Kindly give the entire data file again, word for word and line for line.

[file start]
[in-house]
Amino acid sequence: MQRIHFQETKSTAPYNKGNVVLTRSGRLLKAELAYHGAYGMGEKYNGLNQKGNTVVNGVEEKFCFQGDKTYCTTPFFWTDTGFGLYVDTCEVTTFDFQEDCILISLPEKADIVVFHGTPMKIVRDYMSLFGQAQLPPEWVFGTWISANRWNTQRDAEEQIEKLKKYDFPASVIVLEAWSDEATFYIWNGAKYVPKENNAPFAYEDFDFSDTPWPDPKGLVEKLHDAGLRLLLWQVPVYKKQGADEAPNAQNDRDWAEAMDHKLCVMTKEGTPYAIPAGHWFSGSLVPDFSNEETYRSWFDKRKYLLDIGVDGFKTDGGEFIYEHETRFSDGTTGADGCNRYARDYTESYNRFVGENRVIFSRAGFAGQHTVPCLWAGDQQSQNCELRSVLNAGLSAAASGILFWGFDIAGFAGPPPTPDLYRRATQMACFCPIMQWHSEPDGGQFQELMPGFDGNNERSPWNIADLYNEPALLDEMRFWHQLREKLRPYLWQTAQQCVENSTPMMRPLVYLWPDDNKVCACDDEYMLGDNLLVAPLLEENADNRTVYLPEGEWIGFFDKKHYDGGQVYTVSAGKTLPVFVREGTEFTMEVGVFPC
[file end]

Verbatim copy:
[in-house]
Amino acid sequence: MQRIHFQETKSTAPYNKGNVVLTRSGRLLKAELAYHGAYGMGEKYNGLNQKGNTVVNGVEEKFCFQGDKTYCTTPFFWTDTGFGLYVDTCEVTTFDFQEDCILISLPEKADIVVFHGTPMKIVRDYMSLFGQAQLPPEWVFGTWISANRWNTQRDAEEQIEKLKKYDFPASVIVLEAWSDEATFYIWNGAKYVPKENNAPFAYEDFDFSDTPWPDPKGLVEKLHDAGLRLLLWQVPVYKKQGADEAPNAQNDRDWAEAMDHKLCVMTKEGTPYAIPAGHWFSGSLVPDFSNEETYRSWFDKRKYLLDIGVDGFKTDGGEFIYEHETRFSDGTTGADGCNRYARDYTESYNRFVGENRVIFSRAGFAGQHTVPCLWAGDQQSQNCELRSVLNAGLSAAASGILFWGFDIAGFAGPPPTPDLYRRATQMACFCPIMQWHSEPDGGQFQELMPGFDGNNERSPWNIADLYNEPALLDEMRFWHQLREKLRPYLWQTAQQCVENSTPMMRPLVYLWPDDNKVCACDDEYMLGDNLLVAPLLEENADNRTVYLPEGEWIGFFDKKHYDGGQVYTVSAGKTLPVFVREGTEFTMEVGVFPC